Magical experiences often happen when we leap into the unknown without hesitation, because deep in our hearts it just feels like the right thing to do. Sometimes these opportunities arise without a hint of expectation. I was touring a guest from Ireland around the area when I found myself in this “must do” vortex moment. Perhaps it was the raucous, frenzy of seagulls energizing me or the unusually clear, sun-sparkled summer waters beckoning me in, but for whatever reason, I was mesmerized by the huge number of rhinoceros auklets gracefully flying below my boat and the silver sheen of thousands of Pacific herring swirling and popping like popcorn on the surface.
All the excitement compelled me to get involved in the action. Bubbling with excitement I turned to Richie and blurted out, “I just have to get in the water. Would you mind?” With a startled look on his face and the true heart of an adventurer, he instantly replied, “What are you waiting for?” In a flash, I stripped down to my bikini and leapt into the 47 degree ocean.
The contrast of the obnoxiously loud, feeding mayhem above and the angelic dance of auklets below was like visiting two different dimensions of reality every time I came up for air. And the center of it all was a spiraling galaxy of shining fish. I was touched by the giving spirit of herring.
These fish normally travel in large, organized schools making an ambush difficult, their shimmering bodies flashing and dazzling in unison make it hard to pick out individuals. Schools of fish normally follow a precise spatial arrangement which helps maintain their constant cruising speed, but predators often cooperate in groups using different techniques to panic and herd a school into a tight ball. Humpback whales blow a net of bubbles and auklets round them up like cowboys. Forming a bait ball is the herrings last-ditch defensive measure, abandoning their coordinated movements and each trying to force their way into the center for safety. Such panic and chaos only brings in more harm, just as it does with humans in a survival situation. But perhaps the bait balls they form are so they can gift the world with their life.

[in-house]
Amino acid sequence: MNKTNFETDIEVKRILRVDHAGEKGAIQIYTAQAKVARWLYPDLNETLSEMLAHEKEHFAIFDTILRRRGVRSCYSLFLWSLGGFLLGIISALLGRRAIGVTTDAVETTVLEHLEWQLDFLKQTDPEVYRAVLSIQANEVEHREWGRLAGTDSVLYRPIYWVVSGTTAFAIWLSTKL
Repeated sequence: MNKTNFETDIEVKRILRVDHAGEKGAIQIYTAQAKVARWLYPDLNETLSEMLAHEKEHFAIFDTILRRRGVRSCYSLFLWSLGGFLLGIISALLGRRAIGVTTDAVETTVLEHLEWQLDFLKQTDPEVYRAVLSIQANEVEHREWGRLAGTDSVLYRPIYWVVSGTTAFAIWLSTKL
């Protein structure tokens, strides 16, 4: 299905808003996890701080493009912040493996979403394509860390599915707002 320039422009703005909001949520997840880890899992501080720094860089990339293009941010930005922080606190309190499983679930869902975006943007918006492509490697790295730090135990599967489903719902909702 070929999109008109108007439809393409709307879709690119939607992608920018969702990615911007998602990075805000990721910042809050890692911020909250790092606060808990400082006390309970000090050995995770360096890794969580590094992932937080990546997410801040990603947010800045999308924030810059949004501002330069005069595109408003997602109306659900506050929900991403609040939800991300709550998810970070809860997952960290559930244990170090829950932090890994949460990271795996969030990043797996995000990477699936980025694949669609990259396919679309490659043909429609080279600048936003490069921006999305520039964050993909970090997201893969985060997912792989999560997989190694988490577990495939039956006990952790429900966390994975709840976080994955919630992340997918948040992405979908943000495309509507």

The herring, as well as many other small schooling fish, are vital to the ecology of the ocean, have been for a millenia, feeding a huge array of creatures, from fish to birds, seals to whales, plants to humans. Countries around the world depend heavily on herring, not only to feed the planet, but provide bait for other fisheries and fertilizers for crops. They give life. And while swimming near, watching the salmon and birds devouring them one-by-one until reduced to a teeny ball of fish, I really felt the gift of their beautiful life and connection to our world.
And I’ll never look at a tube of sparkly lip gloss again, as the “pearl essence” of their dazzling scales have been extracted for use as a pigment in cosmetics and paints. While surviving in the wilderness, I tried using the crystal-like marbles found in fish eyes for beads, but I never thought of fish scales for sparkles in my hair, that would have been nice… where was my imagination?? Glad my imagination didn’t fall to thinking about a humpback whale when I was in the water….a big ol’ gaping whale mouth coming up from below might have swallowed more than just fish. I’m going to leave that experience to Pinocchio.
Blessings to you little fish and thank you!